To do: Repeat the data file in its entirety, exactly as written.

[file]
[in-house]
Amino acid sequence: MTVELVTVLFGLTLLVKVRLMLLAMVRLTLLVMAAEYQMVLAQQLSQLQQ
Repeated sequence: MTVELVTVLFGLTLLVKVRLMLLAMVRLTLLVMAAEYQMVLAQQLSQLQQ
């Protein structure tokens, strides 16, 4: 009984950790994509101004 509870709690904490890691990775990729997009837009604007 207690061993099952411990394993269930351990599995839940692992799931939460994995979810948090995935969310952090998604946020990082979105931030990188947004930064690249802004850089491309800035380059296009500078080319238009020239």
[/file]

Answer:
[in-house]
Amino acid sequence: MTVELVTVLFGLTLLVKVRLMLLAMVRLTLLVMAAEYQMVLAQQLSQLQQ
Repeated sequence: MTVELVTVLFGLTLLVKVRLMLLAMVRLTLLVMAAEYQMVLAQQLSQLQQ
């Protein structure tokens, strides 16, 4: 009984950790994509101004 509870709690904490890691990775990729997009837009604007 207690061993099952411990394993269930351990599995839940692992799931939460994995979810948090995935969310952090998604946020990082979105931030990188947004930064690249802004850089491309800035380059296009500078080319238009020239």